Canada’s minister of science Kirsty Duncan wrote about her experiences as a young scientist in Hunting the 1918 Flu
Early in her career, Kirsty Duncan taught meteorology, climate change and medical geography. She became interested in influenza and sleeping sickness, and eventually led a research expedition to the Norwegian arctic in search of the origins of the 1918 flu pandemic. In 2003, she published a book about the experience, Hunting the 1918 Flu, focusing partly on her experience of being a young woman in science.
Excerpt from Hunting the 1918 Flu:
In 1992, I knew nothing about influenza or sleeping sickness: strike one. I was young and had virtually no track record: strike two. I am a woman: strike three. Although I did not know it, I was to find that there are barriers for women in science, particularly for relatively young women. Nevertheless, I felt driven to solve the unanswered puzzles. This is the story of the voyage that followed.
The quest began with my searching for all available information on influenza and sleeping sickness. Medline – a computer search tool for the health sciences – listed thousands of articles on influenza but only a few on encephalitis lethargica, as that disease largely disappeared by the late 1920s, except for a few suspected, isolated cases. I spent weeks at the computer reading abstract after abstract – sometimes hundreds in one day – and then searched the stacked library shelves at the University of Toronto for each important article. This was the beginning of my six-month crash course in virology. I diligently read each article, book, monograph, and commissioned report listed on Medline, afraid to miss any scrap of potentially valuable information. I made detailed notes on the etiology, epidemiology, clinical features, diagnosis, treatment, prevention, and control of influenza and encephalitis lethargica. I memorized the dates and details of the outbreaks, the epidemics, and the influenza pandemics of the last five centuries, and I studied the language of a new science. When I completed my review of the current literature, I descended into the lower levels of U of T’s Gerstein Medical Library to examine fading articles and books from the early decades of the 20th century. It was difficult poring over case histories. But after six months of intensive research, I felt ready to approach the experts. I required pathological samples of lung and brain tissue from 1918 and from the 1920s. I phoned leading virologists to ask if tissues existed from victims of either Spanish influenza or encephalitis lethargica. I then asked leading neuropathologists for samples from victims of sleeping sickness. The experts all informed me that no samples existed; nevertheless, archival samples would surface later.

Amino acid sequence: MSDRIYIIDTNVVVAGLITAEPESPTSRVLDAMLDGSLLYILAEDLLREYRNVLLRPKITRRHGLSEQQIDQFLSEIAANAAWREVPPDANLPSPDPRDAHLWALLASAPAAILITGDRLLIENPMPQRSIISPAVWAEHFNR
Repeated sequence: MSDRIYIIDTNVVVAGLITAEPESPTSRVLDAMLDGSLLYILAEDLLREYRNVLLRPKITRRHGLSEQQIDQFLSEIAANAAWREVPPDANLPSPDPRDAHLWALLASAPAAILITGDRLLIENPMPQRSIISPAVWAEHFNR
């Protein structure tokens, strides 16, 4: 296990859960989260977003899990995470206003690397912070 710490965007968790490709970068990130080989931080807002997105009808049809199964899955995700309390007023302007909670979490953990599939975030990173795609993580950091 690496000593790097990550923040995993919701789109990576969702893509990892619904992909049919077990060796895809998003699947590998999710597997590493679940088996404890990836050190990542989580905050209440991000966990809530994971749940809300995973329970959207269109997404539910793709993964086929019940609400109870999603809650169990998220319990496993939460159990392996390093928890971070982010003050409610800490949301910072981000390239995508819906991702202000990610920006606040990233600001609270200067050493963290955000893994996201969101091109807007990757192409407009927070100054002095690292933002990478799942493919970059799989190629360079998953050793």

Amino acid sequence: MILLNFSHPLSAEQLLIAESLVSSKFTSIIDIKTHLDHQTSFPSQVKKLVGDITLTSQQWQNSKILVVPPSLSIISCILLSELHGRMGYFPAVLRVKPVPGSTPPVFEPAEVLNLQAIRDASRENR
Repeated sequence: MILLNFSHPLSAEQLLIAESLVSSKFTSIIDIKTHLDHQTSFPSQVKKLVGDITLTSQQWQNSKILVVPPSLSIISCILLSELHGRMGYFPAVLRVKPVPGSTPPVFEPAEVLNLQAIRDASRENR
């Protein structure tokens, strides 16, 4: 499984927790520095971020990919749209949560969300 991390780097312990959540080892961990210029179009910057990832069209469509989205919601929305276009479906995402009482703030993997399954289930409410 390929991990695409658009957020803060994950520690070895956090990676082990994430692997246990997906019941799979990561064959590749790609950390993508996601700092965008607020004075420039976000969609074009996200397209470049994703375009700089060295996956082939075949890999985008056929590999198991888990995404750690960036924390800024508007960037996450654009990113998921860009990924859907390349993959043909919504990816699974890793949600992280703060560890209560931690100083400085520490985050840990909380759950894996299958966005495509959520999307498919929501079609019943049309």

Six months of reading, and I was stuck. I decided to search for bodies, rather than for archival samples.
After two years of searching, I still had nothing. I needed a break. And the break did come – from Scotland. My dear friend Dr. Andrew Kerr called from the University of Edinburgh’s geography department. Andy told me about his recent trip across a glacier in Spitsbergen; he also mentioned rifles, flares, dried foods, and rigorous disposal methods for human waste. I listened with interest. And then he mentioned permafrost. Permafrost! I became excited. I knew that flu had hit Norway. In fact, more than 7,300 people had died there of Spanish flu, and more than 370,000 were registered as having had the disease. I realized that if people had travelled from Norway to Svalbard, they might have carried influenza with them. And if flu had raged, sleeping sickness perhaps followed. I wrote immediately to the Norse Polar Institute in Longyearbyen, Svalbard, and briefly described my research interests. While I waited for a response to my letter, I immersed myself in the history and geography of Svalbard and its wonderful people. Seven of its dead were to become the focus of my life and of our project.
© University of Toronto Press Inc. 2003. Excerpt adapted and reprinted with permission of the publisher.